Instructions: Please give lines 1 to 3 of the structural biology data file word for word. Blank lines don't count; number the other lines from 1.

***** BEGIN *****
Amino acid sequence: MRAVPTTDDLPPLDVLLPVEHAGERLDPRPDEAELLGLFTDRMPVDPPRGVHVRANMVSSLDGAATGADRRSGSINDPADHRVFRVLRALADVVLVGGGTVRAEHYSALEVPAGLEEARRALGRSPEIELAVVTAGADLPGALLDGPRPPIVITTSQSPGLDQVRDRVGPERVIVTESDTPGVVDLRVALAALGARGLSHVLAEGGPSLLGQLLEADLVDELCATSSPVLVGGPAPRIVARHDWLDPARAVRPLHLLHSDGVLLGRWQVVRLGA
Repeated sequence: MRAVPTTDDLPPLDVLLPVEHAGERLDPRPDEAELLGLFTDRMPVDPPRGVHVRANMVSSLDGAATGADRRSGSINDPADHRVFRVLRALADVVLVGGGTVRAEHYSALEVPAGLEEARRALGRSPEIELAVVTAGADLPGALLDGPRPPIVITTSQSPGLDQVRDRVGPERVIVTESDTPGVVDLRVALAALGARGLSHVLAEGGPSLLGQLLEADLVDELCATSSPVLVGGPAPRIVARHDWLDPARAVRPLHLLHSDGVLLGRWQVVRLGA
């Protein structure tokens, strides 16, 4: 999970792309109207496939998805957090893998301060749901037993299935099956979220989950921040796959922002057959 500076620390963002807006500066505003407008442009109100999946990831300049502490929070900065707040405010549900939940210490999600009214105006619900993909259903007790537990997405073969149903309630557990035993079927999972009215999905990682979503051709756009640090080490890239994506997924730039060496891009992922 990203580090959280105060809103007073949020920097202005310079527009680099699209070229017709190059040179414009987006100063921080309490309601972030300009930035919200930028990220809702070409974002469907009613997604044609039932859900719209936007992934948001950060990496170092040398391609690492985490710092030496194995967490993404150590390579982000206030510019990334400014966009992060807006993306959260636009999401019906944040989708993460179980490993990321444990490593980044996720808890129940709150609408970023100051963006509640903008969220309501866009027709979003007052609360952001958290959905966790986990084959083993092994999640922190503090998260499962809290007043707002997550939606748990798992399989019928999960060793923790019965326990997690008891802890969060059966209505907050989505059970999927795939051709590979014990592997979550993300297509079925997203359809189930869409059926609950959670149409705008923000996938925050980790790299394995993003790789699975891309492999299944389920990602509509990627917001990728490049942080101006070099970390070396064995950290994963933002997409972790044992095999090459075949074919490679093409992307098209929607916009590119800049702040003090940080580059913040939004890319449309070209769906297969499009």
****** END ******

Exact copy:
Amino acid sequence: MRAVPTTDDLPPLDVLLPVEHAGERLDPRPDEAELLGLFTDRMPVDPPRGVHVRANMVSSLDGAATGADRRSGSINDPADHRVFRVLRALADVVLVGGGTVRAEHYSALEVPAGLEEARRALGRSPEIELAVVTAGADLPGALLDGPRPPIVITTSQSPGLDQVRDRVGPERVIVTESDTPGVVDLRVALAALGARGLSHVLAEGGPSLLGQLLEADLVDELCATSSPVLVGGPAPRIVARHDWLDPARAVRPLHLLHSDGVLLGRWQVVRLGA
Repeated sequence: MRAVPTTDDLPPLDVLLPVEHAGERLDPRPDEAELLGLFTDRMPVDPPRGVHVRANMVSSLDGAATGADRRSGSINDPADHRVFRVLRALADVVLVGGGTVRAEHYSALEVPAGLEEARRALGRSPEIELAVVTAGADLPGALLDGPRPPIVITTSQSPGLDQVRDRVGPERVIVTESDTPGVVDLRVALAALGARGLSHVLAEGGPSLLGQLLEADLVDELCATSSPVLVGGPAPRIVARHDWLDPARAVRPLHLLHSDGVLLGRWQVVRLGA
């Protein structure tokens, strides 16, 4: 999970792309109207496939998805957090893998301060749901037993299935099956979220989950921040796959922002057959 500076620390963002807006500066505003407008442009109100999946990831300049502490929070900065707040405010549900939940210490999600009214105006619900993909259903007790537990997405073969149903309630557990035993079927999972009215999905990682979503051709756009640090080490890239994506997924730039060496891009992922 990203580090959280105060809103007073949020920097202005310079527009680099699209070229017709190059040179414009987006100063921080309490309601972030300009930035919200930028990220809702070409974002469907009613997604044609039932859900719209936007992934948001950060990496170092040398391609690492985490710092030496194995967490993404150590390579982000206030510019990334400014966009992060807006993306959260636009999401019906944040989708993460179980490993990321444990490593980044996720808890129940709150609408970023100051963006509640903008969220309501866009027709979003007052609360952001958290959905966790986990084959083993092994999640922190503090998260499962809290007043707002997550939606748990798992399989019928999960060793923790019965326990997690008891802890969060059966209505907050989505059970999927795939051709590979014990592997979550993300297509079925997203359809189930869409059926609950959670149409705008923000996938925050980790790299394995993003790789699975891309492999299944389920990602509509990627917001990728490049942080101006070099970390070396064995950290994963933002997409972790044992095999090459075949074919490679093409992307098209929607916009590119800049702040003090940080580059913040939004890319449309070209769906297969499009």